A Guide for Conscious Living since 2009
JOURNEY TO WHOLENESS - September 2018 - Kansas City
Journey to the Center of You
By Jude LaClaire, Ph.D.
The most rewarding journey you may ever take is the one to the quiet center of your being. This has been a quest of mine since my teen years. In thinking about this topic, I found an article entitled “Sit Still,” which I had written for my high school news magazine. I was urging my fellow students to “stop the mad rush of vacillation among the petty worries of today” and to “…stop…sit and think.” The theme of looking within and asking others to do so began decades ago and the journey continues to this day. I have learned so much along the way and would like to share some parts of that with you.
Many people have been disheartened as they try different approaches to meditation or mindfulness practices. They report feeling like failures in this endeavor. I think learning about our brain and how it naturally wants to go to that state of consciousness can be very helpful.
In The 20 Minute Break: Using the New Science of Ultradian Rhythms, Ernest Rossi, Ph.D., a psychologist, author, and lecturer, gives us information that could be life-transforming. He introduces us to this amazing cycle called the ultradian rhythm. In the 1950’s it was discovered that, when sleeping, people experienced 90-120 minute alternations of dreaming and deep sleep. Researchers observed that when people’s eyelids fluttered, indicating rapid eye movement (REM), they were often dreaming. It was then theorized that about 20 minutes of every 90-120 minutes each night is spent dreaming.
About twenty years later in the 1970’s, researchers began to uncover the fact that this 90-120 minutes mind/body cycle occurs night and day. You may notice that you can work for an hour or so, with an energetic mental and physical alertness. Your skills, memory and learning ability seem to be at a peak for dealing with the world around you. Rossi calls this the “Ultradian Peak Performance Period.”
Then you may find your attention wandering. You may yawn, doodle, want to stretch, become absent-minded, get a far-away look in your eyes, take deeper breaths, become aware of hunger, want to go to the restroom, feel sleepy and just generally “space out.” You are experiencing the “Ultradian Stress Syndrome,” and your body-mind is asking for a break.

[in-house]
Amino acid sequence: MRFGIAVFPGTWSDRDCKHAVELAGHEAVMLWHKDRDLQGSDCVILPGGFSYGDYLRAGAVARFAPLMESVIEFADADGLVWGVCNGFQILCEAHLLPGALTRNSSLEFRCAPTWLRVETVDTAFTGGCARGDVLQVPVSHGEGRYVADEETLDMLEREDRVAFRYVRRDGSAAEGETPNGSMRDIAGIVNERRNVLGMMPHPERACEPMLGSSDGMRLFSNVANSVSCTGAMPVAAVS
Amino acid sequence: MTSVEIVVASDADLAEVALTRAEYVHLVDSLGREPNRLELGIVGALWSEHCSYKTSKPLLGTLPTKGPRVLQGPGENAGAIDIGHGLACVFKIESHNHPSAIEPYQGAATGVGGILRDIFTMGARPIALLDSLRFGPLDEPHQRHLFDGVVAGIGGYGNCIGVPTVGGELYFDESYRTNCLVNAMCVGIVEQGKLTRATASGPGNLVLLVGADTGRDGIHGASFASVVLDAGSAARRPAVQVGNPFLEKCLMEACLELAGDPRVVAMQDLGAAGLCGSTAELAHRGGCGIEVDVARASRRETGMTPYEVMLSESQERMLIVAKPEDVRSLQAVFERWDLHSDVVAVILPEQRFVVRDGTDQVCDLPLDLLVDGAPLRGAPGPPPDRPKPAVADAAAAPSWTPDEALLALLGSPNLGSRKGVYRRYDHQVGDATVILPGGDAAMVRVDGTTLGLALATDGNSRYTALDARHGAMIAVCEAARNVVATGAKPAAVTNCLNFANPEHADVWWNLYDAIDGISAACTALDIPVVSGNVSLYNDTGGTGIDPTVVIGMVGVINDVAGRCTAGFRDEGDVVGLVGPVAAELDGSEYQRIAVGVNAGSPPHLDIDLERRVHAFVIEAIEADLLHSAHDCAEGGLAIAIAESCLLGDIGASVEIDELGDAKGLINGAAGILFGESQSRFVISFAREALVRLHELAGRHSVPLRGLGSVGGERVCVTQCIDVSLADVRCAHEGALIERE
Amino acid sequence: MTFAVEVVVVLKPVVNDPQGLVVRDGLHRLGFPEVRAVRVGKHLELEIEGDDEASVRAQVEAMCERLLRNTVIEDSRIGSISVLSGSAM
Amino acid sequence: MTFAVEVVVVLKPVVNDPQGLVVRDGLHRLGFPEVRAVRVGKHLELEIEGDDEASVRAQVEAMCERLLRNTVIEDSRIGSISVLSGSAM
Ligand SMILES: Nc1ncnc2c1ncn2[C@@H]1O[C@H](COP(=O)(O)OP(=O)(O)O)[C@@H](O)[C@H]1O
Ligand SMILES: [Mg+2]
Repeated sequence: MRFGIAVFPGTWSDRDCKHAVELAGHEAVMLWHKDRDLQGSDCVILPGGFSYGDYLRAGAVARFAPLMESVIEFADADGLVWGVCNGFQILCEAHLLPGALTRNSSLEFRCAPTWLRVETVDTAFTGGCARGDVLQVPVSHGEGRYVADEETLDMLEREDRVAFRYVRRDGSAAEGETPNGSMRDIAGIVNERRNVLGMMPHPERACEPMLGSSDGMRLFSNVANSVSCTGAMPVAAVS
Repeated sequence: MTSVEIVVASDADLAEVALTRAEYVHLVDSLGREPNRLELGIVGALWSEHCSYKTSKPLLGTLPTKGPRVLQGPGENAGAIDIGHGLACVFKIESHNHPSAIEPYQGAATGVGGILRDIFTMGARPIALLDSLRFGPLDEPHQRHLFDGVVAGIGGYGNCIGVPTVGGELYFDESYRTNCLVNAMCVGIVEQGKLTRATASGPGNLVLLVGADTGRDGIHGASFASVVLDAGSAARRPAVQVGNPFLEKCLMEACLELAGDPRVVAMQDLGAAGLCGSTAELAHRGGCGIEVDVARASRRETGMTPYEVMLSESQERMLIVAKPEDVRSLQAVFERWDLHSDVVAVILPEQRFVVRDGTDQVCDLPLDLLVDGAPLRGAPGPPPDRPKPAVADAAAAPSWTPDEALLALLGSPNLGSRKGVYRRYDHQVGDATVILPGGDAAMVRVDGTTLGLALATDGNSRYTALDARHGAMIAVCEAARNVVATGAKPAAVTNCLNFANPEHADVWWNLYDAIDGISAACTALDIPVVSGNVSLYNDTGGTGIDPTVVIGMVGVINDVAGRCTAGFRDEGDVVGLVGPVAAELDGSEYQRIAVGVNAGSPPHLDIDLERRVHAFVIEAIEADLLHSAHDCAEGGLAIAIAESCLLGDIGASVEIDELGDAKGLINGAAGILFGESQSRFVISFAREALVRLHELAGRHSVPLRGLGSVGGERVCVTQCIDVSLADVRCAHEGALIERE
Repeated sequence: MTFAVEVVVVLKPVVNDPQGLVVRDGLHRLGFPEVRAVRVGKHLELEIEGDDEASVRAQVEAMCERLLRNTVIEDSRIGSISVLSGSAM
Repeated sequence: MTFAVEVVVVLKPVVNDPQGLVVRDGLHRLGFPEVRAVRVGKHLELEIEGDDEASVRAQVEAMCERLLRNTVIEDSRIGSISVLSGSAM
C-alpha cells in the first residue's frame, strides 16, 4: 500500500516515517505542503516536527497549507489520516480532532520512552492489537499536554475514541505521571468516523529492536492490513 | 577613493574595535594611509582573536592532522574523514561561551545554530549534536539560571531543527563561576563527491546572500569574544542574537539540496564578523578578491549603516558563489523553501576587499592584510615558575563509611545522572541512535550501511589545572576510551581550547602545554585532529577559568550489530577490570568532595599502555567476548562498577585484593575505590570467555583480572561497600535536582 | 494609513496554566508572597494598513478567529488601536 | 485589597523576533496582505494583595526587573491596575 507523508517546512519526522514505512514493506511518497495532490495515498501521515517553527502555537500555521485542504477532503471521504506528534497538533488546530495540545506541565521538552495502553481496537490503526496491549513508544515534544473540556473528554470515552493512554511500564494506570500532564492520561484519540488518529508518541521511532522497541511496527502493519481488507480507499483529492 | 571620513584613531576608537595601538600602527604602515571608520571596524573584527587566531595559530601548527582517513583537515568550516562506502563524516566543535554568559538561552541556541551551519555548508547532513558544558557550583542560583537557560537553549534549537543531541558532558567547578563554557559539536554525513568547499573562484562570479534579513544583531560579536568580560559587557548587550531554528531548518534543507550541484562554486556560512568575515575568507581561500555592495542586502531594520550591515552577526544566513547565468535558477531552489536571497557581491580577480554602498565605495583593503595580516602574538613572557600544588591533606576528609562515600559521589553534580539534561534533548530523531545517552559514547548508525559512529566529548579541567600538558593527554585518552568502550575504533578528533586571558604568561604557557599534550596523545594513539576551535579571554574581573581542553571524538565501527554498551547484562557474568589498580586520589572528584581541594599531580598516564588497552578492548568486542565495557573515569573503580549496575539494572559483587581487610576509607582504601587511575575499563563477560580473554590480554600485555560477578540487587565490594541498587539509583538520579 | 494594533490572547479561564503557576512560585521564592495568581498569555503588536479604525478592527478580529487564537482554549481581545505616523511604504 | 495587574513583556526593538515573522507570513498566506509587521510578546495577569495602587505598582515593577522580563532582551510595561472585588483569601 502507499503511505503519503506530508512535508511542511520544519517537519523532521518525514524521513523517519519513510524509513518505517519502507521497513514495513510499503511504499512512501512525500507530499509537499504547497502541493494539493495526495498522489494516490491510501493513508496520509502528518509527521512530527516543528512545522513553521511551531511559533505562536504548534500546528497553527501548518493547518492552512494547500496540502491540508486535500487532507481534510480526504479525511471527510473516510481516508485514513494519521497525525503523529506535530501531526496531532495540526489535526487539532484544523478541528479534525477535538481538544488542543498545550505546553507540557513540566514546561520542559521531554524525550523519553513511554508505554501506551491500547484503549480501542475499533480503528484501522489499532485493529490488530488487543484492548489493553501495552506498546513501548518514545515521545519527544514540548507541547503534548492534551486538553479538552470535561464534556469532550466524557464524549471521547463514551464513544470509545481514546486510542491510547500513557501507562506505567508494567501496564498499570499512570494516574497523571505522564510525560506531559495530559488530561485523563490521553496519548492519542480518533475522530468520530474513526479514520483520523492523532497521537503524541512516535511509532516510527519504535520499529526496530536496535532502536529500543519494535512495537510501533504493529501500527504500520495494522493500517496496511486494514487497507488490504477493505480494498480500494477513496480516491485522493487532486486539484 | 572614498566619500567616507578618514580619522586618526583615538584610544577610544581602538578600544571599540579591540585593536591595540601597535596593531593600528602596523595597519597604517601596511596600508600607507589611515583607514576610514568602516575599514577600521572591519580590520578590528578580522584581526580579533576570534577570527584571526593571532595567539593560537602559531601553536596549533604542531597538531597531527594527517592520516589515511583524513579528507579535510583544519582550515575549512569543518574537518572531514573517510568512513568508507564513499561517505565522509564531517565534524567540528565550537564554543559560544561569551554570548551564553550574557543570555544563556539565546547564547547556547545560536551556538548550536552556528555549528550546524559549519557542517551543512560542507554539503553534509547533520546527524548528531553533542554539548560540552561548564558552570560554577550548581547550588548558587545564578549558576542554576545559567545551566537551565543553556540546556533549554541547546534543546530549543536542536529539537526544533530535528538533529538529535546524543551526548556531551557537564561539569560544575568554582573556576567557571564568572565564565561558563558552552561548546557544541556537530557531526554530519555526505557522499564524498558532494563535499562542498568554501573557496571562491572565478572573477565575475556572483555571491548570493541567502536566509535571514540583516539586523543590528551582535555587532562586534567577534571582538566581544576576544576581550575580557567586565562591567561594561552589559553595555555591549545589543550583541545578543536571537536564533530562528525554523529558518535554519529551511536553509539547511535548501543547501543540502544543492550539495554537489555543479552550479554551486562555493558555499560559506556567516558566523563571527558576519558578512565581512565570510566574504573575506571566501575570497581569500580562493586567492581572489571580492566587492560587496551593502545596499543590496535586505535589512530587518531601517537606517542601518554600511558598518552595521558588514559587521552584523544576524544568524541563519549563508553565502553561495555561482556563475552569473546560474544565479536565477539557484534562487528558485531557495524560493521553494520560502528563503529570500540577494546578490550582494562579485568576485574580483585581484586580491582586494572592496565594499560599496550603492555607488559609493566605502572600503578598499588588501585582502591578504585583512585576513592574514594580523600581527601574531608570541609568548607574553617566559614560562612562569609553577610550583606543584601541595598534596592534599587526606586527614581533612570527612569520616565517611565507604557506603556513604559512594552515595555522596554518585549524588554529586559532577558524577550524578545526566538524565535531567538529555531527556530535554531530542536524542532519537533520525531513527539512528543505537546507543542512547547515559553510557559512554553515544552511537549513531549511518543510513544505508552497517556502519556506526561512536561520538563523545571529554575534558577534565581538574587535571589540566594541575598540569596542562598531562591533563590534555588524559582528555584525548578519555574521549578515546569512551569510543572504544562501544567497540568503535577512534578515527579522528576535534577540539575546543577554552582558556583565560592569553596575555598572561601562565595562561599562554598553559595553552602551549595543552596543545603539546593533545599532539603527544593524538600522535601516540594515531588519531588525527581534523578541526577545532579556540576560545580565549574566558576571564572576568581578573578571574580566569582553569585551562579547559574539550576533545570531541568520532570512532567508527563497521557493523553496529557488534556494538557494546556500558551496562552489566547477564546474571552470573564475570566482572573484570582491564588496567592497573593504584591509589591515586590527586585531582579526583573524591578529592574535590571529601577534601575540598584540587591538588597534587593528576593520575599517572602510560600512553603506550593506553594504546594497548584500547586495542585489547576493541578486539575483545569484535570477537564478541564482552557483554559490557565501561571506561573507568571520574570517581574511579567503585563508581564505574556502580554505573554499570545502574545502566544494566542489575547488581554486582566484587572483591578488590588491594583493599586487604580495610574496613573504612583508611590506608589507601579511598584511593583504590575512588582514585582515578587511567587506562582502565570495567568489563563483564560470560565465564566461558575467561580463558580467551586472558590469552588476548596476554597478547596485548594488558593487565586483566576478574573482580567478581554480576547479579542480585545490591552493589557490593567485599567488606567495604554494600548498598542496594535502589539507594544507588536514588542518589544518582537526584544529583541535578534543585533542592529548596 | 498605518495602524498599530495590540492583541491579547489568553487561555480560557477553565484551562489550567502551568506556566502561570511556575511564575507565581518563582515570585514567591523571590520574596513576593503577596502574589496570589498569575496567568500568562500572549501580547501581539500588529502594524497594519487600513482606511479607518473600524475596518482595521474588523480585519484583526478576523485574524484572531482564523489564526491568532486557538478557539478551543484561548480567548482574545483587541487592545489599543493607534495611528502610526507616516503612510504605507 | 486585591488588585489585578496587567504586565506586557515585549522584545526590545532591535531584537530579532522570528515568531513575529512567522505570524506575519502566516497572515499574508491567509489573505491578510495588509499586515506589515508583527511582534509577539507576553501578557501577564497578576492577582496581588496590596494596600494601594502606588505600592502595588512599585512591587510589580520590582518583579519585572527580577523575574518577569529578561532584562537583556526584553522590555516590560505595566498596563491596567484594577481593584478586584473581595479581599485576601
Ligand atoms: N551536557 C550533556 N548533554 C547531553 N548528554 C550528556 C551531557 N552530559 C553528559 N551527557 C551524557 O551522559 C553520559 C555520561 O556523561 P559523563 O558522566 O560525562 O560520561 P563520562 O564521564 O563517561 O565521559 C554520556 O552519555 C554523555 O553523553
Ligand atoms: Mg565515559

At this point, you may drink a cup of coffee or a caffeinated soft drink, eat sugar or some other food. You might talk to a colleague, or if you are a very diligent worker, you tell yourself to ‘pay attention’ and try to get back to work. Much of the time, due to the high-speed nature of this culture, you will probably override this cycle and continue your activity. What would be the advantage of recognizing this cycle and taking a break? What are the consequences if you override this cycle and push your body-mind to keep going?
If you respond to the “stress” signals and take a break, your brain-body cycles will go into the “Ultradian Healing Response.” This phase of the ultradian rhythm “signals fundamental patterns of communication between mind and body that coordinate many physiological and psychological processes a dozen times each day.” (P.13, The 20 Minute Break) This is the window of opportunity for the mind, body and psyche to regain balance and health. You are in an expanded state of consciousness, ready to problem solve intuitively, renew and refresh yourself, transform stress to health and inefficiency to productivity.
If you ignore this cycle, you will be at risk for stress-related health problems like headaches, backaches, stomach or digestive problems, asthma, high blood pressure and skin problems. You may create or exacerbate depression, anxiety, loss of self-confidence, memory loss, mood swings, tendency to cry, anger, impatience or addictive behaviors. You may find yourself being more clumsy, missing social cues, misunderstanding people, and finally having trouble falling asleep or waking up feeling tired after a night’s sleep.
There are some simple ways to access the Ultradian Healing Response. Deep diaphragmatic breaths assist you in moving from stress to healing. Adding phrases that encourage calming like, “My whole body is feeling warm, heavy and relaxed” are helpful. Mindfulness exercises that focus on the sensory process in the moment leads us to that inner place.
John Leonard’s Neuro-behavioral Program teaches people simple biofeedback signals along with phrases like, “I want my stress to go to zero.” (neurobehavioralprograms.com)
This program teaches you how to reduce stress, negative emotions and pain, and to release trauma.
Physical exercise also invites us into this state of consciousness. Think about how you feel after walking, running, swimming, doing yard work or playing a sport. Your mind is more alert. Quieter activities like yoga are also great.
When we take time to journey within, we can find ourselves in new ways, explore new solutions and return to our outer lives refreshed. Marcel Proust says it very well, “The real voyage of discovery consists not in seeing new landscapes, but in having new eyes.”
Click to Read the Current Issue!
Jude LaClaire, Ph.D., LCPC, is a counselor, educator and author. For counseling appointments, seminars, training, speaking engagements or information on Neurobehavioral Programs or Imago Couple therapy call 913-322-5622. For more information about Jude LaClaire or the Kansas City Holistic Centre go to